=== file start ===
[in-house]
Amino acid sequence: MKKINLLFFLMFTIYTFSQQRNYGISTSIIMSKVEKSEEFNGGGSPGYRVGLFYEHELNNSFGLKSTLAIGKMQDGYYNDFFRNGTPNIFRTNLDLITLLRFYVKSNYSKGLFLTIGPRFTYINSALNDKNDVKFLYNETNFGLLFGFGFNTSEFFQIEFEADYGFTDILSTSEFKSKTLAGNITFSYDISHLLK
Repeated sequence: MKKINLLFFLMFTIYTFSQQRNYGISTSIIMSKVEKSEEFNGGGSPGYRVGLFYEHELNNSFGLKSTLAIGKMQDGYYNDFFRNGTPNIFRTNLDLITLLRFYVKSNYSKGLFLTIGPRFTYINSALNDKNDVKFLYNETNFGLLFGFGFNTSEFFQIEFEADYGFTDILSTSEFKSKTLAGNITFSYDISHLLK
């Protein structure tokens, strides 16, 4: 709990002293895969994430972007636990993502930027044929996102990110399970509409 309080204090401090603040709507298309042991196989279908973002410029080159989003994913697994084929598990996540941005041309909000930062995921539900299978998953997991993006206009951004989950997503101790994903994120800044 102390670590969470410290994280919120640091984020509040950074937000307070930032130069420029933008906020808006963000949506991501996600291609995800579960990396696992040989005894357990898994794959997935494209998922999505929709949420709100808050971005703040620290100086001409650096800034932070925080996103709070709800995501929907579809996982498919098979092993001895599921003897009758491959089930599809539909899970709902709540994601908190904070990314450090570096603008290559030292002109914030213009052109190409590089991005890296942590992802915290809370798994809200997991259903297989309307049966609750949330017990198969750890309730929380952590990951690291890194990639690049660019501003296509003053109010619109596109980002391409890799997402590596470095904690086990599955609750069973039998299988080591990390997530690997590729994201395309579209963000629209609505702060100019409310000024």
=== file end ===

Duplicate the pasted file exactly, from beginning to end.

[in-house]
Amino acid sequence: MKKINLLFFLMFTIYTFSQQRNYGISTSIIMSKVEKSEEFNGGGSPGYRVGLFYEHELNNSFGLKSTLAIGKMQDGYYNDFFRNGTPNIFRTNLDLITLLRFYVKSNYSKGLFLTIGPRFTYINSALNDKNDVKFLYNETNFGLLFGFGFNTSEFFQIEFEADYGFTDILSTSEFKSKTLAGNITFSYDISHLLK
Repeated sequence: MKKINLLFFLMFTIYTFSQQRNYGISTSIIMSKVEKSEEFNGGGSPGYRVGLFYEHELNNSFGLKSTLAIGKMQDGYYNDFFRNGTPNIFRTNLDLITLLRFYVKSNYSKGLFLTIGPRFTYINSALNDKNDVKFLYNETNFGLLFGFGFNTSEFFQIEFEADYGFTDILSTSEFKSKTLAGNITFSYDISHLLK
């Protein structure tokens, strides 16, 4: 709990002293895969994430972007636990993502930027044929996102990110399970509409 309080204090401090603040709507298309042991196989279908973002410029080159989003994913697994084929598990996540941005041309909000930062995921539900299978998953997991993006206009951004989950997503101790994903994120800044 102390670590969470410290994280919120640091984020509040950074937000307070930032130069420029933008906020808006963000949506991501996600291609995800579960990396696992040989005894357990898994794959997935494209998922999505929709949420709100808050971005703040620290100086001409650096800034932070925080996103709070709800995501929907579809996982498919098979092993001895599921003897009758491959089930599809539909899970709902709540994601908190904070990314450090570096603008290559030292002109914030213009052109190409590089991005890296942590992802915290809370798994809200997991259903297989309307049966609750949330017990198969750890309730929380952590990951690291890194990639690049660019501003296509003053109010619109596109980002391409890799997402590596470095904690086990599955609750069973039998299988080591990390997530690997590729994201395309579209963000629209609505702060100019409310000024």